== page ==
Subaru Ascent. Credit: Subaru.
Good news for 2021 Subaru Ascent buyers. The entire lineup now comes with adaptive LED headlights. Subaru calls them “Steering Responsive LED headlights with High Beam Assist”. Last year, the curve-adaptive LED headlights were only available on select trims and base model buyers were stuck with halogens. So we’re happy to see its expanded standard availability. It also helps the 2021 Subaru Ascent achieve the highest rating from the Insurance of Highway Safety (IIHS). It’s now ranked as a TOP SAFETY PICK+
The 2021 Ascent joins eight other Subaru models in receiving an IIHS award this year, all equipped with Subaru’s fantastic EyeSight driver assist technology.
2020 IIHS TOP SAFETY PICK+ Winners
- 2020 Crosstrek Hybrid
- 2020 Forester
- 2020 Legacy
- 2020 Outback
2020 IIHS TOP SAFETY PICK Winners
- 2021 Crosstrek (with EyeSight and specific headlights)
- 2020 Impreza sedan and five-door (with EyeSight® and specific headlights)
- 2020 WRX (with EyeSight and specific headlights)
The 3-row Ascent comes in four trim levels – Base, Premium, Limited and Touring - and starts from $32,295, a $300 bump over the previous year. It’s on sale now at CarProUSA Certified Subaru Dealers
You can check out Car Pro Show host Jerry Reynold’s review of the 2019 Ascent here
IIHSA Top Safety Pick+
To earn a 2020 TOP SAFETY PICK+
or TOP SAFETY PICK
award, vehicles must earn 'Good' ratings in each of IIHS's six crashworthiness evaluations: driver-side small overlap front, passenger-side small overlap front, moderate overlap front, side, roof strength and head restraint tests. Vehicle must also earn 'Good' or 'Acceptable' headlight ratings and offer available front crash prevention that earns 'Advanced or 'Superior' ratings in both vehicle-to-vehicle and vehicle-to-pedestrian evaluations. Ascent comes standard with Subaru EyeSight® Driver Assist Technology, which includes automatic emergency braking, and it earns the 'Superior' rating for both evaluations.
In the vehicle-to-vehicle evaluation, the Ascent avoided collisions in both the 12 and 25 mph track tests. In the vehicle-to-pedestrian test, the Ascent avoided collisions in the 12 mph and 25 mph scenarios simulating an adult crossing the road in each of the five trials. It also avoided striking the dummy in the 25 mph scenario simulating an adult walking parallel to the road. In the 12 and 25 mph scenario simulating a child crossing the road from behind two parked cars and the 37 mph parallel adult test, it averaged substantial speed reductions.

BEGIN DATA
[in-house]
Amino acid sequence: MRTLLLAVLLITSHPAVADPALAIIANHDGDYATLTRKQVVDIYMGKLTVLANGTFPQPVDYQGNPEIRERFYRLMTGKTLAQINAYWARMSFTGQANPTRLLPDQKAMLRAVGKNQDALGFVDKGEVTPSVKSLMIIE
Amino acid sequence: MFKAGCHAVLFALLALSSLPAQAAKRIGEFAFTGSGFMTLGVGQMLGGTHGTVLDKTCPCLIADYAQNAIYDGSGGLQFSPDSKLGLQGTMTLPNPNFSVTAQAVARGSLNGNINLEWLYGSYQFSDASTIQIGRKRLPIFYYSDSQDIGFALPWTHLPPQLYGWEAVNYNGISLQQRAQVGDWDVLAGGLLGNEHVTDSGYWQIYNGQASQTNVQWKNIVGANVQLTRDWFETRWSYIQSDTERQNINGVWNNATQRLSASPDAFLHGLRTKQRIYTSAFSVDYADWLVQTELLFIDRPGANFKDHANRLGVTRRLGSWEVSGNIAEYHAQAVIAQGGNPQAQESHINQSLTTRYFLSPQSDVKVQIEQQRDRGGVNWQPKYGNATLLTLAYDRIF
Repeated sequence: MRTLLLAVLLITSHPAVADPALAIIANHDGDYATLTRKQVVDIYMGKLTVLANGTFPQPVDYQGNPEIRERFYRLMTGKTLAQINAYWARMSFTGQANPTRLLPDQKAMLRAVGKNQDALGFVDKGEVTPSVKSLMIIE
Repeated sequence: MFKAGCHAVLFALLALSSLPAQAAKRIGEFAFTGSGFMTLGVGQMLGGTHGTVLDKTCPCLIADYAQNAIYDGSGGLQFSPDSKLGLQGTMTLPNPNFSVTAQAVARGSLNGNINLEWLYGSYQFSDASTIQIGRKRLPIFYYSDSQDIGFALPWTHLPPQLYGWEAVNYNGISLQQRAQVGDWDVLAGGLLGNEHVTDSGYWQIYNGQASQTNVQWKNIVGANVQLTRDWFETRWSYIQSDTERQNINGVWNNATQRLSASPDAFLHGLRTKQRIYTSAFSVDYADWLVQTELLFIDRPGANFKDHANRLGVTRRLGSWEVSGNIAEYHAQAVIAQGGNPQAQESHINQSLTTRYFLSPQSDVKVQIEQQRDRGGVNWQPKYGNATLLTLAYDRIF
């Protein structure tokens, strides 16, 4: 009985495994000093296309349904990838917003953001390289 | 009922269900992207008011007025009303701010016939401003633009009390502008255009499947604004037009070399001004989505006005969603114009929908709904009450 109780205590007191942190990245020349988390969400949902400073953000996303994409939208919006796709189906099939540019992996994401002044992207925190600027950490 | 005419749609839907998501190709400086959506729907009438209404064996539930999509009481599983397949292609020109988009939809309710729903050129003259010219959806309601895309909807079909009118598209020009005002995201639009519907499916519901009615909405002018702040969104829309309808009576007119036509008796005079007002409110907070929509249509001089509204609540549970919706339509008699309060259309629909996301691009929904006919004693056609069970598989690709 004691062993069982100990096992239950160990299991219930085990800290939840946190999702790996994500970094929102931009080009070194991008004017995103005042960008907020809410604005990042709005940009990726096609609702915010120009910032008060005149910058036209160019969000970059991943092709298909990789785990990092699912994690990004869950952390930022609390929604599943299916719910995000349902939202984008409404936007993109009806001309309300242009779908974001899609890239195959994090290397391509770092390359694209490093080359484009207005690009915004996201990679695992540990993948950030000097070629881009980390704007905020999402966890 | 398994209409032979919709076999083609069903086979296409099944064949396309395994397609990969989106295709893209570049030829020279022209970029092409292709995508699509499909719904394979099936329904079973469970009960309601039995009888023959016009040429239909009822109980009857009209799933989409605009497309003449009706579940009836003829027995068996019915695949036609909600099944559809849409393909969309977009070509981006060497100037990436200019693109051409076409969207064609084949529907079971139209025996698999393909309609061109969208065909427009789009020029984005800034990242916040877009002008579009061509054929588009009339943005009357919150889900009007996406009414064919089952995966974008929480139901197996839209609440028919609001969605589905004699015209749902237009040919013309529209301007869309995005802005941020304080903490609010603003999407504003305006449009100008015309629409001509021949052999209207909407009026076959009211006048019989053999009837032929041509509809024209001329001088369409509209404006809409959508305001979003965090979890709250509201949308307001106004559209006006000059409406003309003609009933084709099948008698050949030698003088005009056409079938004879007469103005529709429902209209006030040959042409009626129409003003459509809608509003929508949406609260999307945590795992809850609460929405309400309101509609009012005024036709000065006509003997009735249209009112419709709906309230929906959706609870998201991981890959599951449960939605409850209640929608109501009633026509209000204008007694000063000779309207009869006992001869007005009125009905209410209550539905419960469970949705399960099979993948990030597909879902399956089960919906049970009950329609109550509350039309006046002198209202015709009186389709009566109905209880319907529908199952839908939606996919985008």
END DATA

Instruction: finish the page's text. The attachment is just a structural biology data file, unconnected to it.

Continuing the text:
The IIHS tweaked award criteria for this model year. It added a requirement to achieve a 'Good' rating for the passenger-side small overlap front collision, such as if the front corner of the vehicle hits a tree or utility pole. It also added pedestrian crash prevention ratings into its TOP SAFETY PICK
and TOP SAFETY PICK+
awards for the first time.
Automatic Emergency Braking
Subaru and other automakers have made a voluntary commitment to make automatic emergency braking standard on virtually all their models by 2022. Subaru says it’s going even further, committing to also include vehicle-to-pedestrian safety functionality with its Eyesight system.
IIHS says the technology could help reduce the rising number of pedestrian fatalities, which have increased 53 percent since reaching a low point in 2009. More than 6,000 pedestrians were killed in crashes in 2018.
"Subaru supports IIHS efforts that spur the industry to achieve higher levels of vehicle safety and occupant protection," says Thomas J. Doll, President and CEO, Subaru of America, Inc. "We view the IIHS awards as validation for our efforts to continually innovate safety features for our customers."
For more info about these safety ratings visit the IIHS